There is 32GB of internal storage in the SGS7. Of this, about 8GB is taken up by system files (fairly standard for a skinned Android handset) but Samsung has reintroduced microSD card expansion in the Galaxy S7. That means you'll be able to throw in a card to get yourself more storage over the internal capacity. 

It's worth noting, however, that this isn't using Android Marshmallow's adoptable storage feature. That means it isn't seamlessly integrated, it appears as a separate section as SD cards have done in the past. We like adoptable storage, we find the straightforward integrated expansion a good solution because you never have to think about it, you just slap in a 128GB card, install those massive games a revel in the space you have. 

However, Samsung gives you the option to move apps to microSD card, so you can manually manage your device's storage use. You can also fill the card with media to save the internal storage from filling up and save your photos there, for example. As this isn't acting as integrated storage you can then move the card to a different device to share media content, although you can't move apps from device to device like this.

Whether one solution is better than the other is perhaps debatable. The adoptable storage solution is a little technical, because you have to tell the hardware to take over that storage. On the other hand, digging into the settings to move the apps is also a fairly technical process. Either way, it's a relief to have microSD back in Samsung's flagship, but we suspect that not using adoptable storage is to avoid cannibalising sales in higher-capacity devices in the future.


The Samsung Galaxy S7 launches on Android 6.0 Marshmallow with Samsung's heavy TouchWiz interface over the top. This latest iteration of TouchWiz builds on the version we saw on the SGS6, so it's cleaner and slightly lighter than older TouchWiz versions, but only slightly.

For the most part, TouchWiz is pretty good. It's packed full of functionality and is as comprehensive a reworking as you'll find, with the only raw Android element that's untouched being Now on Tap. Just about every other element gets the "S treatment". The settings are entirely reworked, the launcher, folders, apps drawer and quick settings are completely redesigned.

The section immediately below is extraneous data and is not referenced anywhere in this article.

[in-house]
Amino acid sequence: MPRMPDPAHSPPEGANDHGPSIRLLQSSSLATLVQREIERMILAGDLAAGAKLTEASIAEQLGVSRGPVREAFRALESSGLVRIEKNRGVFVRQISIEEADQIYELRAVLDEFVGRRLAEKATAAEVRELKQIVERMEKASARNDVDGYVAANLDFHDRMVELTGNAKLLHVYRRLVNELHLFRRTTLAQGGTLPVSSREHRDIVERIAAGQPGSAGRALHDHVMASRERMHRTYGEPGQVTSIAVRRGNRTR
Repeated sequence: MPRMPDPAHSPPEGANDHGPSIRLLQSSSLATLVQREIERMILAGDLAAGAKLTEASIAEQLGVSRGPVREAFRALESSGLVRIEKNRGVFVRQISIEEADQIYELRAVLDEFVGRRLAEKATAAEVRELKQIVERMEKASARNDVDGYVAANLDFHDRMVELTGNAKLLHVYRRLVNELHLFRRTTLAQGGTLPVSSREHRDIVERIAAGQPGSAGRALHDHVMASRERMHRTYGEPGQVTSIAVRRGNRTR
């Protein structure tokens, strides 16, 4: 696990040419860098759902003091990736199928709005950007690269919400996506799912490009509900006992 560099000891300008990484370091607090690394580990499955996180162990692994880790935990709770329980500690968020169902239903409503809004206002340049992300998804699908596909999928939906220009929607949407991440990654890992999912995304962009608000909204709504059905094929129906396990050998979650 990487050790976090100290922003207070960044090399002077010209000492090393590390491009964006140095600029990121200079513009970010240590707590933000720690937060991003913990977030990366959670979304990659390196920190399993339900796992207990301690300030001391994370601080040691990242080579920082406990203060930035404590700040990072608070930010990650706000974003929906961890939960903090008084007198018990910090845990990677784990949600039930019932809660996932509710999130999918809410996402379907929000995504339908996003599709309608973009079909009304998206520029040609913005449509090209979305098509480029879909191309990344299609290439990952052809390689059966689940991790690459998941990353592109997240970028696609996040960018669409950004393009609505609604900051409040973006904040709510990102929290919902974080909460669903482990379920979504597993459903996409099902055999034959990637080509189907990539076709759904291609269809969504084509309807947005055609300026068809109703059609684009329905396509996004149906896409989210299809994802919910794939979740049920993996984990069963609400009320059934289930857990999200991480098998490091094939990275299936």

For an Android user it's a bit of a wrench away from the sophistication that Marshmallow now offers. It's Samsung owning the identity of its devices, but at least you're spared some of the bulk that once pervaded. There's still a collection of Samsung apps sitting alongside Google's apps and Microsoft's apps, and there's some duplication: you've got another browser, there's a second Samsung Gallery in addition to Google Photos, and there's another email client.

The Flipboard-style news feeder has been replaced with an alternative called "upday" that feeds you news based on a few preference selections. This lives in prime position just off the left of the home page, although we found it a little dense in information delivery, which puts us off using it. We sort of wish it was lighter, like Google Now. Or that it was just Google Now instead.


With Gear VR being in the focus, you'll find the app pre-installed, as well as Samsung's new Game Launcher. At first glance this looks like it crosses paths with Play Games, but it does offer some functionality, like being able to turn off alerts when you're in a game, or being able to access other tools. The other tools seem a little pointless, and we get the feeling that this is just tinkering for tinkering's sake.

There's a running theme through TouchWiz that Samsung is trying to make your life easy, but in the process it adds complexity that perhaps needn't be there. Some of the options offered probably appeal to more advanced users who could easily dig them out in menus; others will just see clutter they don't need.

For example you can access the notification settings from the notifications panel, with a perpetual "NOTI. SETTINGS" option added, as though editing the notifications is something you need to do regularly.